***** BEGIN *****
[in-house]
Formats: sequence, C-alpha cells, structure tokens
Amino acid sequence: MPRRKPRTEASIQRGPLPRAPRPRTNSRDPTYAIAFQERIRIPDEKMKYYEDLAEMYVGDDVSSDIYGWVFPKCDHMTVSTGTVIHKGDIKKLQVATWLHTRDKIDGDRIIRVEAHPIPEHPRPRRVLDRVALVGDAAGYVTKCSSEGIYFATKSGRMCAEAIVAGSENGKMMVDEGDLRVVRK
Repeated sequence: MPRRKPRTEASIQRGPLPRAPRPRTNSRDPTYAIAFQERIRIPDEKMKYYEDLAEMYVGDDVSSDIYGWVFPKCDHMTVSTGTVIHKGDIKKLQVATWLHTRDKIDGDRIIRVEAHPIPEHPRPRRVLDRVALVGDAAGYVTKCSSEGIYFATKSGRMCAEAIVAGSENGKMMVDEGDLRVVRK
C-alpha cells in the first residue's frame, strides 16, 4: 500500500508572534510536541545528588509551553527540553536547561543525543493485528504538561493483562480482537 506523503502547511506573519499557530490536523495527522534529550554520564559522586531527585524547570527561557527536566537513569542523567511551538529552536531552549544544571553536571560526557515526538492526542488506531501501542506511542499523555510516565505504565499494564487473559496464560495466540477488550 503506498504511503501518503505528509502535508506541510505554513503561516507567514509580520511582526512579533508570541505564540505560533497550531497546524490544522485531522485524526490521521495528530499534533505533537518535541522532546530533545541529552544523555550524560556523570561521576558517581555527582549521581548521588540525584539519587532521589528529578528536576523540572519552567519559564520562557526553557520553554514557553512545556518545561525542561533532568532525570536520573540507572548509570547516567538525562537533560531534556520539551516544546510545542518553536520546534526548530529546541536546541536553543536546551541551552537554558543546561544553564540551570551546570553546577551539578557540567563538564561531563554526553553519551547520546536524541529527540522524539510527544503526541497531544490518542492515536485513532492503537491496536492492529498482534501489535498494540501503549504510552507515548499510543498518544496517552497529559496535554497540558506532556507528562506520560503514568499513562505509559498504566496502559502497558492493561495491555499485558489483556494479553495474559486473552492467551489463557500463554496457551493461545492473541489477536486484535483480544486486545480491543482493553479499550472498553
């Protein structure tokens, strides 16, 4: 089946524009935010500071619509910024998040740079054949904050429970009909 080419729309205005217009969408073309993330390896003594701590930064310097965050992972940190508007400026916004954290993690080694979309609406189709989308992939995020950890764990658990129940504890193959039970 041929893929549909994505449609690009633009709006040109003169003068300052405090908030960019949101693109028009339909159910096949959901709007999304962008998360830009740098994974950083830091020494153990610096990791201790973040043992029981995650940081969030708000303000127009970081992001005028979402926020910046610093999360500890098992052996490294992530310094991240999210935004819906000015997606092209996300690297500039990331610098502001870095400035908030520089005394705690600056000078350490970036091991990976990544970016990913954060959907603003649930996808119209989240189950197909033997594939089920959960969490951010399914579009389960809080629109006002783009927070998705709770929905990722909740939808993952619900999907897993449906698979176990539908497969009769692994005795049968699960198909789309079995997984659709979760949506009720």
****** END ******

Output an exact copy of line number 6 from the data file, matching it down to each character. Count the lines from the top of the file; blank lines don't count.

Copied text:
């Protein structure tokens, strides 16, 4: 089946524009935010500071619509910024998040740079054949904050429970009909 080419729309205005217009969408073309993330390896003594701590930064310097965050992972940190508007400026916004954290993690080694979309609406189709989308992939995020950890764990658990129940504890193959039970 041929893929549909994505449609690009633009709006040109003169003068300052405090908030960019949101693109028009339909159910096949959901709007999304962008998360830009740098994974950083830091020494153990610096990791201790973040043992029981995650940081969030708000303000127009970081992001005028979402926020910046610093999360500890098992052996490294992530310094991240999210935004819906000015997606092209996300690297500039990331610098502001870095400035908030520089005394705690600056000078350490970036091991990976990544970016990913954060959907603003649930996808119209989240189950197909033997594939089920959960969490951010399914579009389960809080629109006002783009927070998705709770929905990722909740939808993952619900999907897993449906698979176990539908497969009769692994005795049968699960198909789309079995997984659709979760949506009720």